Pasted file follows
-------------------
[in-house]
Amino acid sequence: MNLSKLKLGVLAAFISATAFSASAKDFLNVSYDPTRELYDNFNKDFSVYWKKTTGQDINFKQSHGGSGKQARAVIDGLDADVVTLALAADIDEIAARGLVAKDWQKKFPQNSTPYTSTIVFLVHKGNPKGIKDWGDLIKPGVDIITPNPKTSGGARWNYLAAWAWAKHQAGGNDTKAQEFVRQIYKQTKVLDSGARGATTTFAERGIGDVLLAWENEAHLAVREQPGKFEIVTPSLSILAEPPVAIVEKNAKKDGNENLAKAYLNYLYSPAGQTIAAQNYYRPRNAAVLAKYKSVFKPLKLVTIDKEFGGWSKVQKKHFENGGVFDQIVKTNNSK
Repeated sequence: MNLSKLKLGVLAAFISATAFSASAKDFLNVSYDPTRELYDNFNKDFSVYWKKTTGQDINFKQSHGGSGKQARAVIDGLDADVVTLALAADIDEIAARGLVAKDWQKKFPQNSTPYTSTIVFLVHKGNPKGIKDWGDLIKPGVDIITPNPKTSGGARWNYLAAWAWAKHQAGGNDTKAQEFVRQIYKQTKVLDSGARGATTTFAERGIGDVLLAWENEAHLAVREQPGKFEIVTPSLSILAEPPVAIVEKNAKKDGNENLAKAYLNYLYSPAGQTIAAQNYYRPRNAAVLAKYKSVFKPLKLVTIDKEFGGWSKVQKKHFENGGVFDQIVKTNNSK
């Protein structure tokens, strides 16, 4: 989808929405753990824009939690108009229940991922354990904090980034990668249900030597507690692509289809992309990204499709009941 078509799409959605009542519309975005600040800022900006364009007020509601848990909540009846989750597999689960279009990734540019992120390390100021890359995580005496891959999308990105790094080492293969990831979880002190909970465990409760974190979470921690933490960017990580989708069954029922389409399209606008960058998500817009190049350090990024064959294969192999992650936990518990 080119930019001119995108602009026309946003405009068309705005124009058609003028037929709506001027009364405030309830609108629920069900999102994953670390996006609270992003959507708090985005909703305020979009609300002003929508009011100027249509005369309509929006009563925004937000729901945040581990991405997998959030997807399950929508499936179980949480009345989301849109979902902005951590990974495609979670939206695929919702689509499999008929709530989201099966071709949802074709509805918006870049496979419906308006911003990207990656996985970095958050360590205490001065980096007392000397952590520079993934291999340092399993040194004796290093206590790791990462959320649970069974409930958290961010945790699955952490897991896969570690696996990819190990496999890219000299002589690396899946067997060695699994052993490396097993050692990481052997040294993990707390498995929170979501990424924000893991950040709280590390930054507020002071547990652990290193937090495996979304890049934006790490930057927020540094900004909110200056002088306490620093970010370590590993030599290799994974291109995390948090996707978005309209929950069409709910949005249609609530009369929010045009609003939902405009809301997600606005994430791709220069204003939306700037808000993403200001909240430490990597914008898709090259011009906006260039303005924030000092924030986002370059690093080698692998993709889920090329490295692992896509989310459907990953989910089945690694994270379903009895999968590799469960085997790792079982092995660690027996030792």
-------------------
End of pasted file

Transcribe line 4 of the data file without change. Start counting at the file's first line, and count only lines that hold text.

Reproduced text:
């Protein structure tokens, strides 16, 4: 989808929405753990824009939690108009229940991922354990904090980034990668249900030597507690692509289809992309990204499709009941 078509799409959605009542519309975005600040800022900006364009007020509601848990909540009846989750597999689960279009990734540019992120390390100021890359995580005496891959999308990105790094080492293969990831979880002190909970465990409760974190979470921690933490960017990580989708069954029922389409399209606008960058998500817009190049350090990024064959294969192999992650936990518990 080119930019001119995108602009026309946003405009068309705005124009058609003028037929709506001027009364405030309830609108629920069900999102994953670390996006609270992003959507708090985005909703305020979009609300002003929508009011100027249509005369309509929006009563925004937000729901945040581990991405997998959030997807399950929508499936179980949480009345989301849109979902902005951590990974495609979670939206695929919702689509499999008929709530989201099966071709949802074709509805918006870049496979419906308006911003990207990656996985970095958050360590205490001065980096007392000397952590520079993934291999340092399993040194004796290093206590790791990462959320649970069974409930958290961010945790699955952490897991896969570690696996990819190990496999890219000299002589690396899946067997060695699994052993490396097993050692990481052997040294993990707390498995929170979501990424924000893991950040709280590390930054507020002071547990652990290193937090495996979304890049934006790490930057927020540094900004909110200056002088306490620093970010370590590993030599290799994974291109995390948090996707978005309209929950069409709910949005249609609530009369929010045009609003939902405009809301997600606005994430791709220069204003939306700037808000993403200001909240430490990597914008898709090259011009906006260039303005924030000092924030986002370059690093080698692998993709889920090329490295692992896509989310459907990953989910089945690694994270379903009895999968590799469960085997790792079982092995660690027996030792």